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‘Bait Bikes’ to Reduce Bike Theft in Dublin

'bait bikes'

A new initiative by the Gardaí will see the introduction of ‘bait bikes’ to the streets of Dublin. Bikes fitted with tracker devices will be placed throughout the city in an effort to combat bicycle theft. If one of the these fitted bikes gets stolen it can easily be traced by the Gardaí, the person in possession of the bike can then be identified and subsequently arrested.

This new push to deal with bike theft in the capital was announced by Insp Liam Geraghty of Pearse Street Garda station yesterday as part of the Bike Security Campaign . The announcement comes as bike theft in the city has reached an all-time high. Since the ‘bike to work’ scheme was introduced in 2009 there has been a rise in bike theft of 167%; a figure that suggests the problem is reaching epidemic proportions.

Insp Geraghty said that 100 people have been arrested in connection with bike theft between June and September of this year. However, the new plan will not only be about making arrests. ‘It’s more to develop intelligence as to where stolen bikes go,’ said the inspector. The initiative will also act as a deterrent to potential bike thieves as they will be at risk of carrying a tracker fitted bike.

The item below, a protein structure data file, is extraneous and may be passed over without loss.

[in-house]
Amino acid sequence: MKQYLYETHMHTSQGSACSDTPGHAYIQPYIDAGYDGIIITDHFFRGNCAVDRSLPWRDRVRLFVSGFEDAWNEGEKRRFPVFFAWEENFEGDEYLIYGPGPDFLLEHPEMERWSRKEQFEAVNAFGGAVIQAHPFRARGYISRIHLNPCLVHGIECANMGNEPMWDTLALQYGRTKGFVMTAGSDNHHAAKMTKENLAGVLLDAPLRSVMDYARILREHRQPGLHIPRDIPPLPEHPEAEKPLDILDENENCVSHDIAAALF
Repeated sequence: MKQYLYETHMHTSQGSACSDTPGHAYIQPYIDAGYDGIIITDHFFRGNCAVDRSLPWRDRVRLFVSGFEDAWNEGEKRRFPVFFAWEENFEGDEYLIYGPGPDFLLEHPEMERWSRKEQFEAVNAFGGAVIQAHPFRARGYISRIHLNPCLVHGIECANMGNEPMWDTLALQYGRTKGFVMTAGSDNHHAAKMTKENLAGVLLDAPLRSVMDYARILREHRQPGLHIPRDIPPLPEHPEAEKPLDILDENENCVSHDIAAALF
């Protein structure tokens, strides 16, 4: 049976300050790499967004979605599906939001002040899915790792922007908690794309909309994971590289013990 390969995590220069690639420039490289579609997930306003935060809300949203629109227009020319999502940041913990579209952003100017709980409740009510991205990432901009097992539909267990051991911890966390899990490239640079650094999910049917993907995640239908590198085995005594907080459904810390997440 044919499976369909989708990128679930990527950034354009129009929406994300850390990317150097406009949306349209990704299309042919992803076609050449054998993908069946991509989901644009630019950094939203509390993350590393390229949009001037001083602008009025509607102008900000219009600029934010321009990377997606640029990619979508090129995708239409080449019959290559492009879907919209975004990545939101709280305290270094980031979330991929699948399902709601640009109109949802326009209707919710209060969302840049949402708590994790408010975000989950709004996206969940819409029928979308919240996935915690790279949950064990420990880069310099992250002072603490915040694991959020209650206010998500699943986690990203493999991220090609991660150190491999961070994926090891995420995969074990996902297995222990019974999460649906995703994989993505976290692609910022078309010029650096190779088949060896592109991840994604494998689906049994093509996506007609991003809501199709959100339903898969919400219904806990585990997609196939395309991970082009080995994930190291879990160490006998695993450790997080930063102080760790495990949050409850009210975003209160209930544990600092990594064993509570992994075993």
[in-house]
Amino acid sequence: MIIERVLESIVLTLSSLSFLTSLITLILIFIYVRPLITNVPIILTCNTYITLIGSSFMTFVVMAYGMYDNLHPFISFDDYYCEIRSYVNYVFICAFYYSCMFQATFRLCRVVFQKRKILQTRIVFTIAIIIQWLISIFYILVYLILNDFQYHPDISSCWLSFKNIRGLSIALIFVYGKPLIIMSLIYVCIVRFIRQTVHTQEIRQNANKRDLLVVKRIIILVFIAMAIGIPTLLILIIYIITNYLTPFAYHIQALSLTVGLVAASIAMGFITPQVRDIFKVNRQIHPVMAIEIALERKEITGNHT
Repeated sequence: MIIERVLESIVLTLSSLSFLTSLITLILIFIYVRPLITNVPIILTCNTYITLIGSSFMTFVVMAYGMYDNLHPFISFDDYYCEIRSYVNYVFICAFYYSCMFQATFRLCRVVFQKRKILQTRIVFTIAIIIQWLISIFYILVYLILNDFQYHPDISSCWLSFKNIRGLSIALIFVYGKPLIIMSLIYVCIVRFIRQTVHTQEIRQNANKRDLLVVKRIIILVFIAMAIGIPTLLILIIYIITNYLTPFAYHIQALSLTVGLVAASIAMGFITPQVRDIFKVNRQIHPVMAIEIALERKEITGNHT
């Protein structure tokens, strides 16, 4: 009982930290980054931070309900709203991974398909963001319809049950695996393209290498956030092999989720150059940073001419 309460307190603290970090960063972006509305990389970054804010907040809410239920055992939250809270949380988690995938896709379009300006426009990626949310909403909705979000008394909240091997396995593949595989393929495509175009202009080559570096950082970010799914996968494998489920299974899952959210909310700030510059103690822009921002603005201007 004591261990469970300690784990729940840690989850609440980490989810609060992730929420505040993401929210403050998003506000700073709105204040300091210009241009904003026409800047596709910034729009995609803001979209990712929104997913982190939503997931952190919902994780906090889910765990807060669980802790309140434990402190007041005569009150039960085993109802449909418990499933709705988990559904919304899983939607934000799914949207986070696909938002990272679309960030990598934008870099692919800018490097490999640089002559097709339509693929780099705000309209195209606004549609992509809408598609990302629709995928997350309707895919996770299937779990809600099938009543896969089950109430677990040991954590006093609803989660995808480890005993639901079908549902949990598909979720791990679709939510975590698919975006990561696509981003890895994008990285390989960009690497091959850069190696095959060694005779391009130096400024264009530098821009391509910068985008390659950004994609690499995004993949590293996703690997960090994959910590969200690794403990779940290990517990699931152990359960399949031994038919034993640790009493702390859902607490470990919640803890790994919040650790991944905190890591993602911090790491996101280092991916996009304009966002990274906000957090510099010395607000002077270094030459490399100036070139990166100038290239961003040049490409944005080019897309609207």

Insp Geraghty also discussed the range of potential penalties for people who are found guilty of bike theft: ‘I know of a recent case where one individual got six months’ imprisonment for bike theft, on top of further sentences for other offences.’ According to the inspector, the people arrested tend to age from 14 to 47.

The areas worst affected by bike theft are all in the city centre; with College Green, Dame Street, Parnell Street and roads connecting to St. Stephen’s Green named as the to-p areas for theft.

Lord Mayor Críona Ní Dhálaigh said that one of the biggest messages of the campaign is to inform people of the proper measure to be taken in order to ensure the safety of their bicycle. “Alerting cyclists to the need to use higher quality locks is important. We need to make it harder for bikes to be stolen,” she said. A 2014 survey found that 66% of thefts were from bikes that used sub-standard locks. Typically these locks were cable locks.
The ‘bait bike’ measure will come into effect by the end of the month. And it is hoped that it will significantly dampen the number of bike thefts throughout the city by the end of the year.


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